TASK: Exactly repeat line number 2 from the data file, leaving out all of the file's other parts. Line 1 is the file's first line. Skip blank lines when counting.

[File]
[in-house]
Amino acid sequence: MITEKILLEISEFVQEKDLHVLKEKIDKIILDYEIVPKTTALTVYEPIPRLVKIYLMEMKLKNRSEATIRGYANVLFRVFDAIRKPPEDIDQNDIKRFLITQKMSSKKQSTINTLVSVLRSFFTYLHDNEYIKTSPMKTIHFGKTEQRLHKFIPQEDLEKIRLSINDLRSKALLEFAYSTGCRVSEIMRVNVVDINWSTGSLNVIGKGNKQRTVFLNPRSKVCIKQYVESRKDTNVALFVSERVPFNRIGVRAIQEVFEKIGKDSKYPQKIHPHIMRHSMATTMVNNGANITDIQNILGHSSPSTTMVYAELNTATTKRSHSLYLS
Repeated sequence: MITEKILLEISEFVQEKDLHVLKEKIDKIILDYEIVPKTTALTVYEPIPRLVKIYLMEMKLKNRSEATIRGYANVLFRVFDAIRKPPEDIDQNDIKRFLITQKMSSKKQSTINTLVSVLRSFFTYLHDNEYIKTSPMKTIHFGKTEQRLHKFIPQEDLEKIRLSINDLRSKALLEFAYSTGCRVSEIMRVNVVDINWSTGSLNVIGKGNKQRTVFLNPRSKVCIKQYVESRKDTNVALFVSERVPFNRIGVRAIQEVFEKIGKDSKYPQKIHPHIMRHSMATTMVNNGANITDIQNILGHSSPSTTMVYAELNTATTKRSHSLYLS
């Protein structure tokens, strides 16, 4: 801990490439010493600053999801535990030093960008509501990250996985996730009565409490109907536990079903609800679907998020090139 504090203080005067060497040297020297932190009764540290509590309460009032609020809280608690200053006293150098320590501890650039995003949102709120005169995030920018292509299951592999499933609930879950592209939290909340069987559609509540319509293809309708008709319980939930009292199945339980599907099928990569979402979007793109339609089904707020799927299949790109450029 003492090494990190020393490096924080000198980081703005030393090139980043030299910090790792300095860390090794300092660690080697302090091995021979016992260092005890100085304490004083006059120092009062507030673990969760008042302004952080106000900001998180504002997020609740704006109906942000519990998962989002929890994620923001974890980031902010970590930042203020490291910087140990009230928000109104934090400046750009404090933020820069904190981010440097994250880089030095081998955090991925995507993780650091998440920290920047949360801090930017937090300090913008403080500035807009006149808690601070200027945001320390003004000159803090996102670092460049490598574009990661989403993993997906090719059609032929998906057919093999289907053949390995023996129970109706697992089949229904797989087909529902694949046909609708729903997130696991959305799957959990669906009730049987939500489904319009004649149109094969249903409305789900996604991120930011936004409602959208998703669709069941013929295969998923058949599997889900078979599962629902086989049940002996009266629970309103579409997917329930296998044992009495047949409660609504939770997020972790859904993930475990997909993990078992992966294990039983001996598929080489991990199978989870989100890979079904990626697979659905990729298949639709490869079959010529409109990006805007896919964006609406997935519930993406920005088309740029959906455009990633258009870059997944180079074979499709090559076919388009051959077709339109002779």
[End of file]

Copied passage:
Amino acid sequence: MITEKILLEISEFVQEKDLHVLKEKIDKIILDYEIVPKTTALTVYEPIPRLVKIYLMEMKLKNRSEATIRGYANVLFRVFDAIRKPPEDIDQNDIKRFLITQKMSSKKQSTINTLVSVLRSFFTYLHDNEYIKTSPMKTIHFGKTEQRLHKFIPQEDLEKIRLSINDLRSKALLEFAYSTGCRVSEIMRVNVVDINWSTGSLNVIGKGNKQRTVFLNPRSKVCIKQYVESRKDTNVALFVSERVPFNRIGVRAIQEVFEKIGKDSKYPQKIHPHIMRHSMATTMVNNGANITDIQNILGHSSPSTTMVYAELNTATTKRSHSLYLS